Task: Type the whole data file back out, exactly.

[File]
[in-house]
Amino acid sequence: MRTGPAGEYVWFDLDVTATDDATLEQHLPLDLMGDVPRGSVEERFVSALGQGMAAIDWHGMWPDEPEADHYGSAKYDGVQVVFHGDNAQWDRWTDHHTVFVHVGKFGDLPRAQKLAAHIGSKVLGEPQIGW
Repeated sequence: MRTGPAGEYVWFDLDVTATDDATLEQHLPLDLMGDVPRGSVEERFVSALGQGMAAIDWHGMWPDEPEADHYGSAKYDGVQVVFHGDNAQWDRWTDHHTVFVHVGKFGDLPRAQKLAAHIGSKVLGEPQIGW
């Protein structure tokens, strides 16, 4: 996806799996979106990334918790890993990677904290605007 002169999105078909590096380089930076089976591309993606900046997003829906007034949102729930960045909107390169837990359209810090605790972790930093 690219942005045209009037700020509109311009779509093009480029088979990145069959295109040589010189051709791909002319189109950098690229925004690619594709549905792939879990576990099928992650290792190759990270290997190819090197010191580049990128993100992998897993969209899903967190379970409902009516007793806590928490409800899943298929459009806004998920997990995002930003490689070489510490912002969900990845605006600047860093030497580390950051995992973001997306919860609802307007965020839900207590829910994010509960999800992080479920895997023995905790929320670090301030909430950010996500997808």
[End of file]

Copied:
[in-house]
Amino acid sequence: MRTGPAGEYVWFDLDVTATDDATLEQHLPLDLMGDVPRGSVEERFVSALGQGMAAIDWHGMWPDEPEADHYGSAKYDGVQVVFHGDNAQWDRWTDHHTVFVHVGKFGDLPRAQKLAAHIGSKVLGEPQIGW
Repeated sequence: MRTGPAGEYVWFDLDVTATDDATLEQHLPLDLMGDVPRGSVEERFVSALGQGMAAIDWHGMWPDEPEADHYGSAKYDGVQVVFHGDNAQWDRWTDHHTVFVHVGKFGDLPRAQKLAAHIGSKVLGEPQIGW
């Protein structure tokens, strides 16, 4: 996806799996979106990334918790890993990677904290605007 002169999105078909590096380089930076089976591309993606900046997003829906007034949102729930960045909107390169837990359209810090605790972790930093 690219942005045209009037700020509109311009779509093009480029088979990145069959295109040589010189051709791909002319189109950098690229925004690619594709549905792939879990576990099928992650290792190759990270290997190819090197010191580049990128993100992998897993969209899903967190379970409902009516007793806590928490409800899943298929459009806004998920997990995002930003490689070489510490912002969900990845605006600047860093030497580390950051995992973001997306919860609802307007965020839900207590829910994010509960999800992080479920895997023995905790929320670090301030909430950010996500997808």